Oct. 2, 2008 -- Three Texas high school students are being disciplined after performing a baton routine to the popular Katy Perry song "I Kissed a Girl" during a pep rally last week.
Jordan Downey, 17, is one of three baton twirlers who said their choice in music resulted in the Van Independent School District in Van, Texas, suspending her and her teammates from performing.
"The school is way over-reacting," said Jordan, who will now have to sit on the sidelines during two football games and a pep rally as punishment.
"I honestly don't understand the big hype about the song," she said.
Lyrics to the chart-topping song describe the singer's propensity to kiss other girls -- and hope that "her boyfriend don't mind it" -- while drinking.
"I kissed a girl and I liked it," sings Perry. "The taste of her cherry Chapstick, I kissed a girl just to try it."
The song was played in front of 500 students during a morning pep rally for a Sept. 27 football game.
According to Jordan, several of the students were singing along as they performed while the faculty members and parents who were watching remained mostly quiet.
Jordan admits that her twirl coach asked the girls not to use the song with their routine but said that she never thought they'd get in a lot of trouble.
"I just thought we'd have to run laps," said Jordan, referring to a punishment that is commonly used by the school.
But while Jordan and her mother are upset about the school's reaction, Suzie McWilliams, the spokeswoman for the school board, told ABCNews.com that "the matter is closed."
"The girls were told to choose another song that would be more appropriate for a pep rally," said McWilliams.
But when pressed on what standards the school applies to distinguish between appropriate and inappropriate songs for the pep rallies, McWilliams declined to specify.
"What the girls got in trouble for was deliberately disobeying what their [coach] asked them to do, which was to choose a more appropriate song," she said, adding that she has had no complaints from parents about the school's reaction.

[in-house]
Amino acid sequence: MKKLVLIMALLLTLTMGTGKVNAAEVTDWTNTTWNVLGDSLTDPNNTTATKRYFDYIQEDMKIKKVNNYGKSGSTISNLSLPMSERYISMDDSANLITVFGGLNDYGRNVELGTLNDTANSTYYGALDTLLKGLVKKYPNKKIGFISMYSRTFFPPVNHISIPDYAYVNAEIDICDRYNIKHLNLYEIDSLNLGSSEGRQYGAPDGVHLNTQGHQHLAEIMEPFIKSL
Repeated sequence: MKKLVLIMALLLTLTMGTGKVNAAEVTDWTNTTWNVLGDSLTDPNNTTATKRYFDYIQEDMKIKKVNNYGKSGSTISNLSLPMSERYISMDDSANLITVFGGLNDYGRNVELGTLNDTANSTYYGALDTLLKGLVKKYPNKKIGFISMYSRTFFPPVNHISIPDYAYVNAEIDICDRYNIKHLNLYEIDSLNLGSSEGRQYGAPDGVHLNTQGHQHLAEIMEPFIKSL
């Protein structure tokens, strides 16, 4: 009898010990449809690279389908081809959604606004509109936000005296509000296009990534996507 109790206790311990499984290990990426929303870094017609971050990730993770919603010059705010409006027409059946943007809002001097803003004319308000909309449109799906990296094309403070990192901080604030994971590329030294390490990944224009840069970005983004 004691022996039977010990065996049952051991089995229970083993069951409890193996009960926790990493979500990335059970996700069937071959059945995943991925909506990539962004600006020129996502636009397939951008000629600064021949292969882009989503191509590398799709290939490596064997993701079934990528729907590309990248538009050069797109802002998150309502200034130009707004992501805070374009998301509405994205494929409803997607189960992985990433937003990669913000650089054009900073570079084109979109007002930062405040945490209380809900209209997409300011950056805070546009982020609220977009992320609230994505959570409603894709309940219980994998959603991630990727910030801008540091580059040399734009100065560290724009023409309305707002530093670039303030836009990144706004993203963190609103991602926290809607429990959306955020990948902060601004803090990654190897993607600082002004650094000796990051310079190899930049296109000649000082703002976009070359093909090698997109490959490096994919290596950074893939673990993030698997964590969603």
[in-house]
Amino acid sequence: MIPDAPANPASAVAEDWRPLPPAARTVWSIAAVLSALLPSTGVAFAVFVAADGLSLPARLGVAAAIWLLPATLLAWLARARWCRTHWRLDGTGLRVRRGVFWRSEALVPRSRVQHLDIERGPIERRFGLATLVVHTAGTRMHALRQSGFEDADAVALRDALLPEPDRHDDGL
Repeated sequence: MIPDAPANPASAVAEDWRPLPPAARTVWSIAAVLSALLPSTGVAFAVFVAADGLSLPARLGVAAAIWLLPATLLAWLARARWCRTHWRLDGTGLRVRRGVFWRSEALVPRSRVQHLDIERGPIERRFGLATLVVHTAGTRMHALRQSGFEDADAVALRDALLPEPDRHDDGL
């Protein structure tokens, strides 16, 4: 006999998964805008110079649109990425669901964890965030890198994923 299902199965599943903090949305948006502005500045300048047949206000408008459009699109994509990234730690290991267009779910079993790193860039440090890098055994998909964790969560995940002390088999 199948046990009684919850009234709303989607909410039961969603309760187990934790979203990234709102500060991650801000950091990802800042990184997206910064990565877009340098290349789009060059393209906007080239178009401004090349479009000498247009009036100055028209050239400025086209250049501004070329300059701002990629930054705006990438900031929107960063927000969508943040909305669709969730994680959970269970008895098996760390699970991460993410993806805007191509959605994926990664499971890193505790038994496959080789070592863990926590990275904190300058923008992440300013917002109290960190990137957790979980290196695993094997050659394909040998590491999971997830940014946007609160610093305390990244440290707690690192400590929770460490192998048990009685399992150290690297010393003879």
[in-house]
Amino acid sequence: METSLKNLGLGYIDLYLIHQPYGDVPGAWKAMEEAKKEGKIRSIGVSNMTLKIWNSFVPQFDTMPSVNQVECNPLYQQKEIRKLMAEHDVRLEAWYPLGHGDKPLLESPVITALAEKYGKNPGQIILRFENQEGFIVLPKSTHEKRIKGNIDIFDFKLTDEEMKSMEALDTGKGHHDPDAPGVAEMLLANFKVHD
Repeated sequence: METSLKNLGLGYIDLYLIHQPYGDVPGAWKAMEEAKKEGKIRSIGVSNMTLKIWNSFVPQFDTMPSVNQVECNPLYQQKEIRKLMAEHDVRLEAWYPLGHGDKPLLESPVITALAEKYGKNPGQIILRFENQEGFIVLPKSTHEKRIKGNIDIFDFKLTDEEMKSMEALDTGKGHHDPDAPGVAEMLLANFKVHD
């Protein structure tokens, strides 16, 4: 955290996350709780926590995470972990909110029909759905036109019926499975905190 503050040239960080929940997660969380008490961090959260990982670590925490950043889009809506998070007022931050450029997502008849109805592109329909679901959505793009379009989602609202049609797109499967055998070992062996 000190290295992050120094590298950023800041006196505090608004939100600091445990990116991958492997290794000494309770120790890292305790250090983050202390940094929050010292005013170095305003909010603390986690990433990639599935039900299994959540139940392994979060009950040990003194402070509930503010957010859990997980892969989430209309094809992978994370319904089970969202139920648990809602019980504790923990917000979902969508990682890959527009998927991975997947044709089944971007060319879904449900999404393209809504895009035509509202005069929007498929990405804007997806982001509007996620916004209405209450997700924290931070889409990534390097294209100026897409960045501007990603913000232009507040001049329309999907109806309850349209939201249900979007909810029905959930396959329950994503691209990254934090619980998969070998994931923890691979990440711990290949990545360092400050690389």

But Downey's mother, Jane, said she's sure it was the choice of song -- and not just her daughter's unruliness -- that led to the punishment.
"No matter how you look at it, the school said 'no' to the song," said Downey.
"Other groups and organizations in the school have played songs that are worse," said Downey.
Other songs Downey and her daughter said have been played at school functions include Soulja Boy's "Go Hard," which includes several obscenities and sexual innuendoes in its lyrics, and Rick James' "Super Freak" in which the artist sings, "She's a very kinky girl."
"I don't find the [Perry] song offensive," said Downey. "There is no sex in the song, and no one is murdered in the song -- that is worse than having a drink and kissing a girl."
Downey admits that she is not pleased with her daughter's decision but is even more upset with the way the school has handled the situation.
"I'm not happy with my daughter, but I'm certainly not happy with the school either," said Downey. "The coach should have been sterner -- someone should have just hit stop on the [boom box]."
"The [school] has said that the girls broke a rule in the student code of conduct, but we can't find any such rule," said Downey. "There has been no explanation."
McWilliams said the high school "has a code of conduct like any other school" but declined to elaborate on which part of the code was broken by the twirlers.
Jordan said that her punishment is "ruining" her senior year and is making her nervous that it might hurt her college chances.
"I'm worried that the uproar about [our performance] will make colleges not want to take me," said Jordan. "It was just supposed to be fun."
And the worst part of her punishment?
Jordan said that the rest of her high school twirling career will be set to the music of the school band -- another provision of the team's punishment.
"They can play, like, three songs that we can twirl to," she said.